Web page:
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Sharon Meadow located in the southeast side of Golden Gate Park is large open space which is a favorite haunt for family picnics, sun-bathing and soccer games. In fact, some areas also include tables and barbecues. A La Carte is an annual summer event held at Sharon Park, during which there is live music, great food stalls and fund-raiser walks. The lush green place with huge trees will make you fall in love with nature.
This ornate four-story building looks more like a modern day urban castle than a burial vault. Some of San Francisco finest families or rather their ashes, are housed inside, including the Turks and the Eddys. In addition, The Columbarium features a collection of unusual urns and caskets, including the infamous cookie jar urn. The marble-lined space with lovely stained glass windows also has remarkable acoustics, making the concerts performed here on a regular basis a real treat. The Neptune Society Columbarium is owned and operated by the Neptune Society of Nothern California.
This is a living museum in Golden Gate Park that is home to a wide array of rare and exotic plant life from around the world. Visit the 70-acre garden and explore seemingly endless trails with duck ponds, an arbor, herbs, flowers, blooming trees and redwoods, and smaller, specialized gardens with names like the Garden of Fragrance. Also on hand is an education center that provides different gardening, horticulture, botany, and environmental classes for adults and children, plus a horticulture library and bookstore. Admission is free for San Francisco residents and there is a small fee for non-residents.
Located in Golden Gate Park, this garden is a marvel of landscape architect's art. This traditional Japanese garden covers five acres (2.02 hectares). Several paths take you by an authentic pagoda, a monumental Buddha, and a miniature waterfall over an acutely arched bridge that no kid can resist. Overlooking the gardens, a koi-filled pond rests beside a Japanese-style tea house, which in spring is covered with a cascade of wisteria. The gift shop sells souvenirs with a Japanese flair.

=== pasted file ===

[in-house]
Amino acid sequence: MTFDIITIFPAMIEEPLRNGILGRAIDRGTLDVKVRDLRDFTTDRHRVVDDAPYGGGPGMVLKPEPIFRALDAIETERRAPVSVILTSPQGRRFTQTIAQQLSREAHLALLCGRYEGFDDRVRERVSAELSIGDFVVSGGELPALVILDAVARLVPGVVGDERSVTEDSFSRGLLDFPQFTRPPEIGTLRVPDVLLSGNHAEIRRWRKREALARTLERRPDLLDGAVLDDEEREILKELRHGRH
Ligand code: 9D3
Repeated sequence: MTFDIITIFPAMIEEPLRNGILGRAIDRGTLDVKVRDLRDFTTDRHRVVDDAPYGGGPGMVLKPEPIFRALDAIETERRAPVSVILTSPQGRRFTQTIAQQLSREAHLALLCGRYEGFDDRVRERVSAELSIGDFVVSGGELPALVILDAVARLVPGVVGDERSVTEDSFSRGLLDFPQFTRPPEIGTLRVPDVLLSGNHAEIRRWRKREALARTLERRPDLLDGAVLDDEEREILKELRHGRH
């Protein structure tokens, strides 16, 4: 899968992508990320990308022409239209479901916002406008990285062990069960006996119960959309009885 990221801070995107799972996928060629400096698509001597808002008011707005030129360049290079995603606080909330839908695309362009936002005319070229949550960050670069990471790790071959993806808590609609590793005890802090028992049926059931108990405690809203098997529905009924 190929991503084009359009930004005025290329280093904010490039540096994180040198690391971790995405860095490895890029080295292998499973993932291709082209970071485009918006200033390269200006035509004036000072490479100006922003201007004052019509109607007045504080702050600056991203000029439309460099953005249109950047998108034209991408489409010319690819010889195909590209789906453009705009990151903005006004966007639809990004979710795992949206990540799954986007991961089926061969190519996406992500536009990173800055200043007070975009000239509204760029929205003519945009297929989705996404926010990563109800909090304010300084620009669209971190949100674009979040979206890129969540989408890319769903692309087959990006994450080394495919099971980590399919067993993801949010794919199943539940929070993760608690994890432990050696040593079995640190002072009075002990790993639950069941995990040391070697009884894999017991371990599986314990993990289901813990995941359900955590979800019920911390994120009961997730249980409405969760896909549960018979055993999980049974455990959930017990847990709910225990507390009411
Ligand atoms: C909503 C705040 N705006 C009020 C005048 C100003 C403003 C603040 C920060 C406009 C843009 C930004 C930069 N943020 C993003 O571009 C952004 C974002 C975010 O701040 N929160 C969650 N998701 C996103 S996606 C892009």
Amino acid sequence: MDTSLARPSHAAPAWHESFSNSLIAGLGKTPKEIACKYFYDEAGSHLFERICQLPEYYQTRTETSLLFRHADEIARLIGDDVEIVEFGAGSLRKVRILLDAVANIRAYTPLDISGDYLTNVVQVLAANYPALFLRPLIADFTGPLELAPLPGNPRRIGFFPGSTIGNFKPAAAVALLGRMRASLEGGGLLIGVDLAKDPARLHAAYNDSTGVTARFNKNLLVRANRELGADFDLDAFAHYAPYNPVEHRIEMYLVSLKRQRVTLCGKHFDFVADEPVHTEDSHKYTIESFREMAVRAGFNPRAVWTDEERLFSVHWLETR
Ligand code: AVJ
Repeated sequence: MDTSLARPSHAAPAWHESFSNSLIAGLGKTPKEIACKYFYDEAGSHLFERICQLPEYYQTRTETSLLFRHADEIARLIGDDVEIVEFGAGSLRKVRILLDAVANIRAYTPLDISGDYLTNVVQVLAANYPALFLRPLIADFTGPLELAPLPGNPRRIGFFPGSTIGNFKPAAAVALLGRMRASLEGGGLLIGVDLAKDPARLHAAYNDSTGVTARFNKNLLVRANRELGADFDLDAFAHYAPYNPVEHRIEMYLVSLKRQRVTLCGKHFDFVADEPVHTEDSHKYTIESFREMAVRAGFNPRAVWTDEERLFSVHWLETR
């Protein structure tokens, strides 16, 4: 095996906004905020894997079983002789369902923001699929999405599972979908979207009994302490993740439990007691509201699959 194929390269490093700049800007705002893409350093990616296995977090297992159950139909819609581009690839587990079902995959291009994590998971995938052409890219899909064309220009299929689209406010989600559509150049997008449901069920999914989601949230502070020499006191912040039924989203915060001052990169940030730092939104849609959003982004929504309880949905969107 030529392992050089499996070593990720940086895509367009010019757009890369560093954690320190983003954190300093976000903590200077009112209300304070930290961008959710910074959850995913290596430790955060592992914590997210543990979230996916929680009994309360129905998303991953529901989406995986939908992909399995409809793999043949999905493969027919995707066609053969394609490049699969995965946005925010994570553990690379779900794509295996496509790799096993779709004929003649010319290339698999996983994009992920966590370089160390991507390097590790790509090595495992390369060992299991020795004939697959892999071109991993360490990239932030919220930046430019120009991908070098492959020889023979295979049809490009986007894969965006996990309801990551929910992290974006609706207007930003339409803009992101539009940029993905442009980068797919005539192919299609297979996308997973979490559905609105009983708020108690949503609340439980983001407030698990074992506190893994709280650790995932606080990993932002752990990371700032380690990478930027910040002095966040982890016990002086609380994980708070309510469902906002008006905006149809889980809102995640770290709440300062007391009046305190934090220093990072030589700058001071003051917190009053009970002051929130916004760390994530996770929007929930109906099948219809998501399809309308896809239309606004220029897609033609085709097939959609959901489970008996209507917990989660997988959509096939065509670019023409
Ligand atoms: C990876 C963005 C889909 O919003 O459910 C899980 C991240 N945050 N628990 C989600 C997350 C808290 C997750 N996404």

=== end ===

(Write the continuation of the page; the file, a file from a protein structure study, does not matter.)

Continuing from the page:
Corona Heights Park is one of San Francisco's green spots that anyone can see from the street, but few know how to get to. Located adjacent to the Field Museum, this park is for those who enjoy the climb as much as the view. It will most likely be uninhabited save for wildflowers, dog walkers and urban explorers. Climb the path towards the rocks at the top of the hill and behold a grand view of San Francisco. Don't let the strong winds sweep away the moment, you can walk down the stairs and grab an ice cream on Castro Street.
You might remember the Alamo Square Park from the opening credits of the 1980s sitcom Full House, where the Tanner family is seen enjoying a picnic here in the backdrop of the Painted Ladies-Alamo Square. That was the park's shot to fame. This lovely green expanse is a place where most of the local families come to spend time under the bright San Francisco sun. At any given time, you can see kids playing, people strolling with babies or walking dogs around the park. In an otherwise bustling city, the Alamo Square Park is an oasis of peace. If you are in San Francisco, the Alamo Square Park is definitely worth a visit.
Duboce Park was established in 1902 and was used as a refugee camp after the devastating 1906 earthquake that nearly destroyed the city. This small park has a separate are for dogs to play unleashed. It also features a playground, basketball court and the Harvey Milk Center for the Arts. There are many residences close to it and there are no boundaries distinguishing them which is rare for parklands.